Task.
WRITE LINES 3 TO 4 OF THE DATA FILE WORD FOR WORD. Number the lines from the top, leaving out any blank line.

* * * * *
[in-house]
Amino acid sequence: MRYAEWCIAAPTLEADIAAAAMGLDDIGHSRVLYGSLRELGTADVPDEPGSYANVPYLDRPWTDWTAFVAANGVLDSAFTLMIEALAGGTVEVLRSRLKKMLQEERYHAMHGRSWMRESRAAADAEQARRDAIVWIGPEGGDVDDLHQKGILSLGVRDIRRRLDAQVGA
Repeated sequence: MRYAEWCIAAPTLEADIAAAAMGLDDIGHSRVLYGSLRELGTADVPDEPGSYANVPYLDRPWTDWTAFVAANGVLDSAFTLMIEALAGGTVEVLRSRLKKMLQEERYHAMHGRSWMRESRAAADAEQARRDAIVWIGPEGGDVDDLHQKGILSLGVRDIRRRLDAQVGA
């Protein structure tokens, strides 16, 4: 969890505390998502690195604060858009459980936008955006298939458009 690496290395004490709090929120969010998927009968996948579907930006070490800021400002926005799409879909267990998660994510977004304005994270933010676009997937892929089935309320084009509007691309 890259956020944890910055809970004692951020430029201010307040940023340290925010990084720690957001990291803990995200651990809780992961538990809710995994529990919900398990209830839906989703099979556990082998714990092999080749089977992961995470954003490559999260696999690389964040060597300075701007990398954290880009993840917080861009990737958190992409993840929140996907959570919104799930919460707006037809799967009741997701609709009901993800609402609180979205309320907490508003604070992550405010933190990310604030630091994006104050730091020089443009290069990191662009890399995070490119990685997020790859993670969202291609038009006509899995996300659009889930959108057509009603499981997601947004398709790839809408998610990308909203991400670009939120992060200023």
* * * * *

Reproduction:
Repeated sequence: MRYAEWCIAAPTLEADIAAAAMGLDDIGHSRVLYGSLRELGTADVPDEPGSYANVPYLDRPWTDWTAFVAANGVLDSAFTLMIEALAGGTVEVLRSRLKKMLQEERYHAMHGRSWMRESRAAADAEQARRDAIVWIGPEGGDVDDLHQKGILSLGVRDIRRRLDAQVGA
């Protein structure tokens, strides 16, 4: 969890505390998502690195604060858009459980936008955006298939458009 690496290395004490709090929120969010998927009968996948579907930006070490800021400002926005799409879909267990998660994510977004304005994270933010676009997937892929089935309320084009509007691309 890259956020944890910055809970004692951020430029201010307040940023340290925010990084720690957001990291803990995200651990809780992961538990809710995994529990919900398990209830839906989703099979556990082998714990092999080749089977992961995470954003490559999260696999690389964040060597300075701007990398954290880009993840917080861009990737958190992409993840929140996907959570919104799930919460707006037809799967009741997701609709009901993800609402609180979205309320907490508003604070992550405010933190990310604030630091994006104050730091020089443009290069990191662009890399995070490119990685997020790859993670969202291609038009006509899995996300659009889930959108057509009603499981997601947004398709790839809408998610990308909203991400670009939120992060200023």